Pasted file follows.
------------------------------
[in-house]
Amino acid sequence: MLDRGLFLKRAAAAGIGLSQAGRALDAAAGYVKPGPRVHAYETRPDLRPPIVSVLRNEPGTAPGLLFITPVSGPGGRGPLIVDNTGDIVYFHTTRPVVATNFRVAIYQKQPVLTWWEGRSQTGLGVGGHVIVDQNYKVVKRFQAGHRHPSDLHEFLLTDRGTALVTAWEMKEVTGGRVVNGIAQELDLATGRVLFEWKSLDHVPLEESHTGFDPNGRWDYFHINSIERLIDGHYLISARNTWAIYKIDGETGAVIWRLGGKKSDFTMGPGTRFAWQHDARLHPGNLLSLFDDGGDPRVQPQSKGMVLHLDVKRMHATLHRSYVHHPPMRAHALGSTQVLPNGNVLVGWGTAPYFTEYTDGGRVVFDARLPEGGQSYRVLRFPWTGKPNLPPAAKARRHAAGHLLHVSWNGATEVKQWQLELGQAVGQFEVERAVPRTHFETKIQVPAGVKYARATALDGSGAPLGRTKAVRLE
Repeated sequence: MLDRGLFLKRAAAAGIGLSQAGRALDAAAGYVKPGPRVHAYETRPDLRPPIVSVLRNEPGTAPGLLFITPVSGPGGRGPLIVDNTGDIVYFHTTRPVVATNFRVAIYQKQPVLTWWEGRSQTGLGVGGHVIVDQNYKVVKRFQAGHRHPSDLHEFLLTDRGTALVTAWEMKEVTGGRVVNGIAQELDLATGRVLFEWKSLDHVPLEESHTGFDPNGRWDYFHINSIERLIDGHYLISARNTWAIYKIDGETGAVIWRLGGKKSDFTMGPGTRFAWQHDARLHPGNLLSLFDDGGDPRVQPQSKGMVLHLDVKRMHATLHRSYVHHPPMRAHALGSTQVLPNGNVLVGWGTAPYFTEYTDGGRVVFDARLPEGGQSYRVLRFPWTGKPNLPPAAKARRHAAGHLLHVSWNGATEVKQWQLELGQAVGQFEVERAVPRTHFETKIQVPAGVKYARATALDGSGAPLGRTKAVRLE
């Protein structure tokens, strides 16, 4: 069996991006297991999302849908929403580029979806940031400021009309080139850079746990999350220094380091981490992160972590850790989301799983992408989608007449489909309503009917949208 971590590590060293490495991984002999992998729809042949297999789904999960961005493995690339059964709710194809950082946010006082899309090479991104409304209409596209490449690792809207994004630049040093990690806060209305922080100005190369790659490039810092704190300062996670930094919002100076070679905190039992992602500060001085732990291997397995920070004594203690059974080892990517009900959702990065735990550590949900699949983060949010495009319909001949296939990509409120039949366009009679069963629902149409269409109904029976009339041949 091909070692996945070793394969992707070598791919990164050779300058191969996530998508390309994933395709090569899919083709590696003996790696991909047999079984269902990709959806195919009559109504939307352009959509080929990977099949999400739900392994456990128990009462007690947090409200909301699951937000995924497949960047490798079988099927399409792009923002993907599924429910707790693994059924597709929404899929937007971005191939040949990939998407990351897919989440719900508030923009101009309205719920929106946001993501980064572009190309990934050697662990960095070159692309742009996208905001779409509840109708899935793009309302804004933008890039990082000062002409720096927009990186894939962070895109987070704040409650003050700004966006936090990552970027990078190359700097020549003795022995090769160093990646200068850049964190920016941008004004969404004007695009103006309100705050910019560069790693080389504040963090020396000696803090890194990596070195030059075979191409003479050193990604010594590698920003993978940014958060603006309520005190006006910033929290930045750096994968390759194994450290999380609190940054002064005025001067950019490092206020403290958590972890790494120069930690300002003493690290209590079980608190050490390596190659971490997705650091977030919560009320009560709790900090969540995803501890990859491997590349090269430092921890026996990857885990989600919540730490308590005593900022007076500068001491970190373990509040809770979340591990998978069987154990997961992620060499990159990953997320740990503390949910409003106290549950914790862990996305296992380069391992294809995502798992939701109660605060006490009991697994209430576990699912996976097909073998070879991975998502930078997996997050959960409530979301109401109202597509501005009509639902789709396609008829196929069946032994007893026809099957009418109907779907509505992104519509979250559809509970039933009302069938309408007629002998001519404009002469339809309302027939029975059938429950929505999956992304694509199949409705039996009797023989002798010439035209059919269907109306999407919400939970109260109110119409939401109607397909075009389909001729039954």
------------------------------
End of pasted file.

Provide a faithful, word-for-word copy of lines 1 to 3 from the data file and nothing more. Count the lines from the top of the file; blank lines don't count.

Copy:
[in-house]
Amino acid sequence: MLDRGLFLKRAAAAGIGLSQAGRALDAAAGYVKPGPRVHAYETRPDLRPPIVSVLRNEPGTAPGLLFITPVSGPGGRGPLIVDNTGDIVYFHTTRPVVATNFRVAIYQKQPVLTWWEGRSQTGLGVGGHVIVDQNYKVVKRFQAGHRHPSDLHEFLLTDRGTALVTAWEMKEVTGGRVVNGIAQELDLATGRVLFEWKSLDHVPLEESHTGFDPNGRWDYFHINSIERLIDGHYLISARNTWAIYKIDGETGAVIWRLGGKKSDFTMGPGTRFAWQHDARLHPGNLLSLFDDGGDPRVQPQSKGMVLHLDVKRMHATLHRSYVHHPPMRAHALGSTQVLPNGNVLVGWGTAPYFTEYTDGGRVVFDARLPEGGQSYRVLRFPWTGKPNLPPAAKARRHAAGHLLHVSWNGATEVKQWQLELGQAVGQFEVERAVPRTHFETKIQVPAGVKYARATALDGSGAPLGRTKAVRLE
Repeated sequence: MLDRGLFLKRAAAAGIGLSQAGRALDAAAGYVKPGPRVHAYETRPDLRPPIVSVLRNEPGTAPGLLFITPVSGPGGRGPLIVDNTGDIVYFHTTRPVVATNFRVAIYQKQPVLTWWEGRSQTGLGVGGHVIVDQNYKVVKRFQAGHRHPSDLHEFLLTDRGTALVTAWEMKEVTGGRVVNGIAQELDLATGRVLFEWKSLDHVPLEESHTGFDPNGRWDYFHINSIERLIDGHYLISARNTWAIYKIDGETGAVIWRLGGKKSDFTMGPGTRFAWQHDARLHPGNLLSLFDDGGDPRVQPQSKGMVLHLDVKRMHATLHRSYVHHPPMRAHALGSTQVLPNGNVLVGWGTAPYFTEYTDGGRVVFDARLPEGGQSYRVLRFPWTGKPNLPPAAKARRHAAGHLLHVSWNGATEVKQWQLELGQAVGQFEVERAVPRTHFETKIQVPAGVKYARATALDGSGAPLGRTKAVRLE